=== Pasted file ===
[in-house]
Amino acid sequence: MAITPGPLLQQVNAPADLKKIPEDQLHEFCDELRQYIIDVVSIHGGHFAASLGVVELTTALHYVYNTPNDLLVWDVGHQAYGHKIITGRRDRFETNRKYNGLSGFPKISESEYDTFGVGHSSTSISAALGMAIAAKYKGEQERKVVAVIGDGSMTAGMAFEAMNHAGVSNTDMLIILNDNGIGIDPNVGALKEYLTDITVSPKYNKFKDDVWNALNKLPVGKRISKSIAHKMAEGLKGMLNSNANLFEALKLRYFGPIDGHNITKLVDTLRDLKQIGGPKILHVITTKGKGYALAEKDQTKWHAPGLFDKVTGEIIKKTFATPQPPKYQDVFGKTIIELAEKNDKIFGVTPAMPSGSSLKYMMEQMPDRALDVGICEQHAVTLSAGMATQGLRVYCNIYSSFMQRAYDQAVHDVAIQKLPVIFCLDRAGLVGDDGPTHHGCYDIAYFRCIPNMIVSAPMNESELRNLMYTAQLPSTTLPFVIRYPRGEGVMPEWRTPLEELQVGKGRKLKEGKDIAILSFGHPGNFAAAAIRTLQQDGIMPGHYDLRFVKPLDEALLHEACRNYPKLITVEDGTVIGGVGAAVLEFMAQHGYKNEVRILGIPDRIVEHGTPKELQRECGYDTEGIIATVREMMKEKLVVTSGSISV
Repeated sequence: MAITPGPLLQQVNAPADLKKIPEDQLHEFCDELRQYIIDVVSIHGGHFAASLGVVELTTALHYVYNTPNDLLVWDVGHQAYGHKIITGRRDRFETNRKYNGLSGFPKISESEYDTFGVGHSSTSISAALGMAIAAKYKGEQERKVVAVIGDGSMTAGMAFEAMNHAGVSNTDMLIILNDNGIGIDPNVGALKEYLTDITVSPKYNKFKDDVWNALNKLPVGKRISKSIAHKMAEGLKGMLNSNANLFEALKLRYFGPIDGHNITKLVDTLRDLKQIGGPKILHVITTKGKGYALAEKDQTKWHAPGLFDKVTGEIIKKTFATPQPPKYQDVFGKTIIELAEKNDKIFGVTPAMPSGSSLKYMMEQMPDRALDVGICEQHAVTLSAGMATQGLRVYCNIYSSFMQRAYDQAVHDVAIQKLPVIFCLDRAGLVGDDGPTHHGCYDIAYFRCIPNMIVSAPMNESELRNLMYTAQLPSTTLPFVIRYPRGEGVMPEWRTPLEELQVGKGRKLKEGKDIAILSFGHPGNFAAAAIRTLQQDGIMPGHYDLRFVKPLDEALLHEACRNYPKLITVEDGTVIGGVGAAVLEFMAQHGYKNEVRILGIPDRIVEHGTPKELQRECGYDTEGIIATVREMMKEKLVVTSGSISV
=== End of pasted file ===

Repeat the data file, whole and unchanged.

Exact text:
[in-house]
Amino acid sequence: MAITPGPLLQQVNAPADLKKIPEDQLHEFCDELRQYIIDVVSIHGGHFAASLGVVELTTALHYVYNTPNDLLVWDVGHQAYGHKIITGRRDRFETNRKYNGLSGFPKISESEYDTFGVGHSSTSISAALGMAIAAKYKGEQERKVVAVIGDGSMTAGMAFEAMNHAGVSNTDMLIILNDNGIGIDPNVGALKEYLTDITVSPKYNKFKDDVWNALNKLPVGKRISKSIAHKMAEGLKGMLNSNANLFEALKLRYFGPIDGHNITKLVDTLRDLKQIGGPKILHVITTKGKGYALAEKDQTKWHAPGLFDKVTGEIIKKTFATPQPPKYQDVFGKTIIELAEKNDKIFGVTPAMPSGSSLKYMMEQMPDRALDVGICEQHAVTLSAGMATQGLRVYCNIYSSFMQRAYDQAVHDVAIQKLPVIFCLDRAGLVGDDGPTHHGCYDIAYFRCIPNMIVSAPMNESELRNLMYTAQLPSTTLPFVIRYPRGEGVMPEWRTPLEELQVGKGRKLKEGKDIAILSFGHPGNFAAAAIRTLQQDGIMPGHYDLRFVKPLDEALLHEACRNYPKLITVEDGTVIGGVGAAVLEFMAQHGYKNEVRILGIPDRIVEHGTPKELQRECGYDTEGIIATVREMMKEKLVVTSGSISV
Repeated sequence: MAITPGPLLQQVNAPADLKKIPEDQLHEFCDELRQYIIDVVSIHGGHFAASLGVVELTTALHYVYNTPNDLLVWDVGHQAYGHKIITGRRDRFETNRKYNGLSGFPKISESEYDTFGVGHSSTSISAALGMAIAAKYKGEQERKVVAVIGDGSMTAGMAFEAMNHAGVSNTDMLIILNDNGIGIDPNVGALKEYLTDITVSPKYNKFKDDVWNALNKLPVGKRISKSIAHKMAEGLKGMLNSNANLFEALKLRYFGPIDGHNITKLVDTLRDLKQIGGPKILHVITTKGKGYALAEKDQTKWHAPGLFDKVTGEIIKKTFATPQPPKYQDVFGKTIIELAEKNDKIFGVTPAMPSGSSLKYMMEQMPDRALDVGICEQHAVTLSAGMATQGLRVYCNIYSSFMQRAYDQAVHDVAIQKLPVIFCLDRAGLVGDDGPTHHGCYDIAYFRCIPNMIVSAPMNESELRNLMYTAQLPSTTLPFVIRYPRGEGVMPEWRTPLEELQVGKGRKLKEGKDIAILSFGHPGNFAAAAIRTLQQDGIMPGHYDLRFVKPLDEALLHEACRNYPKLITVEDGTVIGGVGAAVLEFMAQHGYKNEVRILGIPDRIVEHGTPKELQRECGYDTEGIIATVREMMKEKLVVTSGSISV